More than a dozen bridges in Peterborough deemed unfit for the heaviest vehicles in 2021

Five percent of bridges managed by the council were deemed unfit for purpose in Peterborough

Monday, 4th April 2022, 4:37 pm

Peterborough had more than a dozen substandard bridges unfit for the heaviest vehicles on its roads at the end of 2021, new figures show.

The RAC Foundation said the threat of more severe weather due to climate change could lead to dangerous collapses on Great Britain's highways and has urged councils to address unsuitable bridges.

Out of 272 bridges in the area, Peterborough council identified 13 which were unable to carry the heaviest vehicles regularly using highways – including lorries up to 44 tonnes – in 2021, figures from the RAC Foundation show.

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More than a dozen substandard bridges in Peterborough last year (image:Radar)

Which bridges were not able to carry heavy vehicles?

Lolham Bridge No.6 - Road Bridge - King Street, Lolham

Lolham Bridge No.1 - Road Bridge - King Street, Lolham

Mill Road Railway - Road Bridge - Mill Lane

Water End, Maholm - Road Bridge - Stamford Road, Marholm

Northborough Viaduct - Road Bridge - Lincoln Road, Northborough

North Drain Bridge - Road Bridge - Lincoln Road, Northborough

Orton Culvert (Box) – Culvert - Oundle Road, near Ham Lane

South Drain, Cowpit - Road Bridge - North Fen Road

Northborough Road – Culvert - Junction of Church Street, Peakirk Road

Gunthorpe Road - Road Bridge - Gunthorpe Road (Lowther Gardens)

Paston Ridings - Road Bridge - Paston Ridings between junctions of Witham Way and Pittneys

Waterworks Lane - Road Bridge - Waterworks Lane

Bainton Green Culvert – Culvert - King Street

Why might bridges be deemed substandard?

Across Great Britain, local authorities assessed 3,211 substandard bridges at the end of last year – up from 3,105 the year before and the highest number since 2017.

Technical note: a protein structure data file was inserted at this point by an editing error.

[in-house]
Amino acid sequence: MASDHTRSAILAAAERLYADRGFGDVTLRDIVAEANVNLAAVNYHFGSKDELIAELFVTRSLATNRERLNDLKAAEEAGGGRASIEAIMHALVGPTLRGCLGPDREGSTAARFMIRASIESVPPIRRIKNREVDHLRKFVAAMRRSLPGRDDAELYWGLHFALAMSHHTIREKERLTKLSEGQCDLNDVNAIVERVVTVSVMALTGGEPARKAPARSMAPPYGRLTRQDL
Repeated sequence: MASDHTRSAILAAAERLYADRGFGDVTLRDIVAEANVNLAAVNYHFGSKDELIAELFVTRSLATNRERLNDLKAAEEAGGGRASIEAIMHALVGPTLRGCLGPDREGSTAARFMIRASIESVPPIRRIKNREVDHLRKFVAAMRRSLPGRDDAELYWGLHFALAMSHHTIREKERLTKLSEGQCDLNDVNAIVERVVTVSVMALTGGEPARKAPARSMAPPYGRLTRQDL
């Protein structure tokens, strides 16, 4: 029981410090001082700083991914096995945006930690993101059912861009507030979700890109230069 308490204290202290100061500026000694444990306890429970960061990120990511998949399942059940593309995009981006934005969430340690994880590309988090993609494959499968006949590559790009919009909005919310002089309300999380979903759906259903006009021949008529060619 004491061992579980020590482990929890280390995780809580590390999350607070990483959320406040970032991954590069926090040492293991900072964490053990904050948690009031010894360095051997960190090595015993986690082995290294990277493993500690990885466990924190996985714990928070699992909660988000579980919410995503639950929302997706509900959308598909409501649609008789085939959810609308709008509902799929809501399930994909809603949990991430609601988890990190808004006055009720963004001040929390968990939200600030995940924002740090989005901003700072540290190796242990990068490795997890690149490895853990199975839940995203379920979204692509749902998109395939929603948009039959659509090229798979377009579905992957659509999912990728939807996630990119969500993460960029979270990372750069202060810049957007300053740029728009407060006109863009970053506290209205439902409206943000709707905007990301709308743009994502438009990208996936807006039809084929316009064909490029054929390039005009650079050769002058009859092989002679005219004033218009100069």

It means 4.5% of bridges nationally are deemed unsuitable and it is estimated it would cost £4.2 billion to restore them.

Bridges may be deemed substandard because they were built to earlier design standards, while others have deteriorated through age and use.

Many are subject to weight restrictions, while others are under programmes of increased monitoring or even managed decline.

The national bridges group of the Association of Directors of Environment, Economy, Planning and Transport has urged the Department for Transport to invest in repairing bridges or face the risk of seeing more collapses than identified in the RAC Foundation figures.

Councils reported 17 complete bridge collapses in 2021 – 12 in Dorset and five in Denbighshire.

A further 37 partially collapsed.

Will any of the 13 bridges ever be able to carry full loads?

The figures also show Peterborough council intends to return four substandard bridges to full carrying capacity in the next five years – but six bridges would ideally be brought up to scratch over this period if it did not face budget limitations.

These bridges include Gunthorpe Road, Northborough Viaduct and North Drain Bridge. Waterworks Lane has been addressed and is awaiting final certification of capacity.

A Peterborough City Council spokesperson said: “All off Peterborough’s structures will continue to be inspected via regular general and principal inspections in accordance with national standards to ensure they remain managed and fit for purpose.”

£5 billion to be invested into new roads

A Department for Transport spokesperson said: "We are providing more than £5 billion of investment over 2020 to 2025 for highways maintenance to local highways authorities across England, including for the repair and maintenance of bridges.

"It is up to councils to decide how they use highways maintenance funding, based on their own needs and priorities."

The RAC Foundation analysis is based on data provided by 196 councils in response to freedom of information requests.

Steve Gooding, director of the RAC Foundation, said: "Even the failure of the shortest of these structures could mean a five-foot long gap in the carriageway, and even on relatively minor roads that can still be a headache, causing disruption and possibly a long diversion.”

Councils across Great Britain said they would fix 2,374 (74%) bridges without budget restrictions, but just 379 (12%) are anticipated to be restored within the next half a decade.


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